“That’s one and a half brigade combat teams,” he said. “The math doesn’t suggest we gain greater combat power.”
Instead, the Army is looking at what the force should look like in the long term, out to 2025 and beyond, Cheek said.
“Our thinking is more toward: can we develop an Army that needs fewer soldiers but has the same lethality and capability?” he said. “We welcome ideas from people like Col. MacGregor (ret.), but we want to take a much broader view. We would have to evaluate very, very carefully if we were going to make a dramatic change. At the end of the day, the Army’s going to be responsible for the effectiveness of our soldiers when the bullets start to fly.”
The Association of the United States Army supports the service’s position, said retired Lt. Gen. Guy Swan, the association’s vice president.
“450,000 is, frankly, too low,” he said. “This is when we start getting into a discussion about whether we’re cutting into the bone of the Army.”
The Army provides more than just brigade combat teams, Swan said.
“The Army is, in our national defense, a foundational force,” he said. “The Army provides a lot of other functions for the Defense Department and the joint force above and beyond the war-fighting mission.”
One example Swan cited was Marine artillerymen training at the Army’s artillery school at Fort Sill, Oklahoma. The Army also provides critical enabler capabilities, including the Army Corps of Engineers, air and missile defense and training and education in its schoolhouses, Swan said.
“When the Air Force builds an Air Force base, who builds it? The Army Corps of Engineers builds it,” Swan said. “The Army delivers your mail. The Army delivers your fuel. The Army delivers your ammo. There are all these functions that are being overlooked.”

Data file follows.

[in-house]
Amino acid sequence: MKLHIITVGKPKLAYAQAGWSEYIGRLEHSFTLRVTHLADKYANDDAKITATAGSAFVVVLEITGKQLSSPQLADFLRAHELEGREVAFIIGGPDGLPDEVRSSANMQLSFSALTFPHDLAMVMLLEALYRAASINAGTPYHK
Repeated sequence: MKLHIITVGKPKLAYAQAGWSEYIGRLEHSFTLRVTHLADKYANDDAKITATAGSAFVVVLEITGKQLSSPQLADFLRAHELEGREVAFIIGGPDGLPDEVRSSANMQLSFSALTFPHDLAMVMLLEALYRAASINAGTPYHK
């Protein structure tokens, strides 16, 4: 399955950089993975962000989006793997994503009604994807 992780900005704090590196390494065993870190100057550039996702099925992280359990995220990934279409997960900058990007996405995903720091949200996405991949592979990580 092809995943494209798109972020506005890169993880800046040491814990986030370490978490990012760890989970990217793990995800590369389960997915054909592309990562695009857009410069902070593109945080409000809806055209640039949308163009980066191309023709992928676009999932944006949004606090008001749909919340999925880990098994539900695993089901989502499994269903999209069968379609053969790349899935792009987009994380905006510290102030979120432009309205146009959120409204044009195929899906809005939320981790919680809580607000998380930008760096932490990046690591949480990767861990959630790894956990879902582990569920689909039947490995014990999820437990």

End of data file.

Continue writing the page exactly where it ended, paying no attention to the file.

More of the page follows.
Swan, who was a West Point classmate of MacGregor, said he’s familiar with the retired colonel’s proposal.
“When Doug says we can do it at 420,000, I think he’s overlooking the myriad functions the Army does for everyone else,” Swan said. “I follow Doug, I admire his intellect very much, but he tends to focus very much on battle groups and not at all on the ‘corporate Army,’ if you will, which, I’m sure, in his view is bloated.”
‘This is no way to fight’
MacGregor said he realized in 1991 that the “structure the Army uses to organize itself for war was ineffective.”
He came to this realization after serving in Operation Desert Storm, where he earned the Bronze Star with V device for his leadership during what became known as the Battle of the 73 Easting, the Army’s largest tank battle since World War II.
“I watched units organize and assemble, and I saw it took six-and-a-half divisions to bring four divisions up to full strength,” he said. “And I saw them hastily assemble the force, and I watched as we massed this enormous number of troops in Saudi Arabia.”
“I concluded this is no way to fight,” he said. “We needed cohesive formations that were effectively staffed and commanded and could act decisively.”
In 1997, MacGregor released “Breaking the Phalanx,” in which he first outlined his Transformation Model.
MacGregor said his book was well received by the troops and in Navy and Air Force circles, but it was “categorically rejected” by most of the Army’s leadership at the time.
But, now 17 years after his book, MacGregor’s idea is back and getting renewed attention.
MacGregor declined to name names, but he said he has been invited to brief his plan to lawmakers from both sides of the aisle on Capitol Hill.
“I go when I’m asked,” he said. “We have lots of uncertainty in the economy, the financial system is not sound, we don’t know what’s going to happen, but there isn’t much bright sunshine on the horizon, and everyone knows it.”
The lawmakers and staff have been receptive to his proposal, especially in light of shrinking budgets, he said.
“I think they’re finally beginning to understand that simply pouring money into defense doesn’t guarantee any capability,” he said. “The structure we have right now is going to absorb all the money you can throw into it, but it doesn’t mean it’ll get any better.”
The proposals in the MacGregor Transformation Model, though sweeping and dramatic, can be accomplished, he insists.
“We have an almost limitless quantity of extraordinarily talented and gifted young officers,” he said. “Our problem is keeping them in the Army and advancing them. They need to know if they turn in the performance, they will be rewarded. They need to be rewarded for talent, not longevity.”